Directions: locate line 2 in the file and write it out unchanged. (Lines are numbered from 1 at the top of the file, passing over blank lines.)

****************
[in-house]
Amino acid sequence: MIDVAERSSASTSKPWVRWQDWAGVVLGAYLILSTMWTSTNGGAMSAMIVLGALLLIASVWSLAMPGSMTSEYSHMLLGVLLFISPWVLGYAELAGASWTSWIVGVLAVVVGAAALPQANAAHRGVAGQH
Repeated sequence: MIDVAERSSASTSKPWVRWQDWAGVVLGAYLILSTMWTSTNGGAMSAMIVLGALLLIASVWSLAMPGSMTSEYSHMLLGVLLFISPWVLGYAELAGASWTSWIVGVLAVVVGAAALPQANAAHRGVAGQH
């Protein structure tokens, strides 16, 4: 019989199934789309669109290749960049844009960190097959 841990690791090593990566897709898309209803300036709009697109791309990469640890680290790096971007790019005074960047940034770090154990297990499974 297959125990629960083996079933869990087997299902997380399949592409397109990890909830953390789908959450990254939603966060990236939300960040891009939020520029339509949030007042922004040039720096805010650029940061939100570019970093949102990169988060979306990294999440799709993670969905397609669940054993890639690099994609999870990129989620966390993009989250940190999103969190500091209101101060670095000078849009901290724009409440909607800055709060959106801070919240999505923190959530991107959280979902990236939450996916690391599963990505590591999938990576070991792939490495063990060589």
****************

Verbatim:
Amino acid sequence: MIDVAERSSASTSKPWVRWQDWAGVVLGAYLILSTMWTSTNGGAMSAMIVLGALLLIASVWSLAMPGSMTSEYSHMLLGVLLFISPWVLGYAELAGASWTSWIVGVLAVVVGAAALPQANAAHRGVAGQH